Policing is one of the municipal budget’s largest components. It’s also one of local government’s higher-risk functions. Yet police chiefs and city managers do not always have the best working relationships. In some instances, they are suspicious of one another and keep their distance. Chiefs sometimes express concerns that city leaders are micro-managing police departments, while city managers may complain that the police chief can be intimidating and is too willing to “go around them” to get things done.
Both, however, are jointly responsible for public safety in their community. In fact, it’s not just critically important that they develop a trusting relationship, it may also be fundamentally important to each of these professionals and to the success of their administration and careers.
1. Understand the Evolving Law Enforcement Environment
From the threat of terrorism to the challenges of recruiting, hiring, training and retaining qualified law enforcement personnel, police departments are dealing with increasingly complex issues. While public safety threats to the community are always on a police chief’s mind, some of the biggest areas of concern we have seen facing police departments and cities in our law enforcement practice center on:
- Racial profiling
- Use of force policies
- The investigation of use of force incidents
- Encounters with the mentally ill
Some actions – such as the inappropriate use of an officer’s discretion, a badly written policy or inadequate training – can result in serious issues, such as civil liability and the loss of public trust in both the police department and the local government. It is imperative that city managers and police chiefs work together and support one another before any of these issues arise. If one of these institutions fails or encounters significant obstacles, the other is weakened in its ability to serve the community.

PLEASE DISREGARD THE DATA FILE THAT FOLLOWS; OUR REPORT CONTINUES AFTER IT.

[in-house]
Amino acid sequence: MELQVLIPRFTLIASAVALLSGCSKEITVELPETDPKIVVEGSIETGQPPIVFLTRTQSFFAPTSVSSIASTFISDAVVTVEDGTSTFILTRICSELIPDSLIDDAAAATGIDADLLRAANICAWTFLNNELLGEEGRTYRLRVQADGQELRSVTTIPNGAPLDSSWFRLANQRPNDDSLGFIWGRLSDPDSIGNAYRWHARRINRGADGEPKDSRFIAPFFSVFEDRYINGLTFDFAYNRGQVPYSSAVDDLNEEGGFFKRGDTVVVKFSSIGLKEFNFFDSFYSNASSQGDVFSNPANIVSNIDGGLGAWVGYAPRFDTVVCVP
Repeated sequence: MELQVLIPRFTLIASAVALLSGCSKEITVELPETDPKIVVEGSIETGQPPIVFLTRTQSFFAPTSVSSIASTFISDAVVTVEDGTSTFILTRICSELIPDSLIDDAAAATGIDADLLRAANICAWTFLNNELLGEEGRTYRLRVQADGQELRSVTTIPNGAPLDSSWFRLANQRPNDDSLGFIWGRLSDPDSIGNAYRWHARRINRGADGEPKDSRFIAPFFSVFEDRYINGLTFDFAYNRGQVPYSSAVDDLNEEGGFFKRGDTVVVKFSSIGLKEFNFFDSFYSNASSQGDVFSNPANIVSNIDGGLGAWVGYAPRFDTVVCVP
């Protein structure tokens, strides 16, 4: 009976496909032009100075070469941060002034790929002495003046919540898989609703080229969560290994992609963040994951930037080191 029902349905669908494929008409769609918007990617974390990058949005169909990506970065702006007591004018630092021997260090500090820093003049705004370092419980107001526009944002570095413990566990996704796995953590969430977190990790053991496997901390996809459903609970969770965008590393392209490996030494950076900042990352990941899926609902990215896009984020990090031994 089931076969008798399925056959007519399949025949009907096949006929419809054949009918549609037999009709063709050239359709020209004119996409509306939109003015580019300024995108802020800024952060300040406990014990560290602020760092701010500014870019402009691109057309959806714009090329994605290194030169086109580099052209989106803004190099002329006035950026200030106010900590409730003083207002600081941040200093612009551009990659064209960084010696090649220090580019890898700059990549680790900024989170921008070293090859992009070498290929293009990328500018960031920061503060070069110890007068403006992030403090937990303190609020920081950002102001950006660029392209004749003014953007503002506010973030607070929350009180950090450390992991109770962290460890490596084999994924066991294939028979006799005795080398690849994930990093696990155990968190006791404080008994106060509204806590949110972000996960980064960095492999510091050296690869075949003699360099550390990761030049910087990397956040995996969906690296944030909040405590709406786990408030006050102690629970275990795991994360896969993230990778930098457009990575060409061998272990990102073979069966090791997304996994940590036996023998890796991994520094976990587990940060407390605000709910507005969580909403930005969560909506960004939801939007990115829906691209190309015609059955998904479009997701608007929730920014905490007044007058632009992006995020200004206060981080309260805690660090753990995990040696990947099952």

2. Build a Trusting Relationship
City managers and police chiefs should not be waiting to communicate until a crisis occurs. A trusting relationship requires regular communication and an understanding of one another’s roles and perspectives.
- City leaders need to gain a general understanding of police terminology and procedures, specifically policies for managing high risk, such as use of force, early intervention and dealing with the mentally ill.
- In turn, police chiefs need to understand the city managers’ roles and responsibilities, and how the police department’s budget and strategy fit into those of the city. Chiefs should also ensure they have the capability to engage in an independent, unbiased internal investigation quickly in response to an incident.
3. Commit to and Move Toward Community Policing
This relationship is also important for implementing problem solving through community policing. Both police chiefs and city managers are often high-profile members of the community. Their relationships with community members can, and should be, leveraged to improve public safety.
The police are often asked to resolve issues more appropriately resolved with other city resources. For example, traffic safety issues can sometimes be addressed by the city’s engineering department, like adding or removing traffic signals or modifying intersections, rather than writing tickets. Other issues, such as those related to homelessness, require tapping into the city’s social services network. When the city manager and police chief are working together, they can address these issues of concern more effectively.
In order to move toward community policing — if they have not done so already — police chiefs and city managers should engage in a conversation about public safety in their community. They should discuss the biggest public safety issues facing the community, as well as current law enforcement trends, and discuss how they can support one another and members of the police department.
This regular communication on day-to-day activities will improve law enforcement in the community and also set the foundation for coordinating with each other should a crisis occur. When the police and city managers work together and listen to — and benefit from — each other’s expertise, the community is safer and far better served.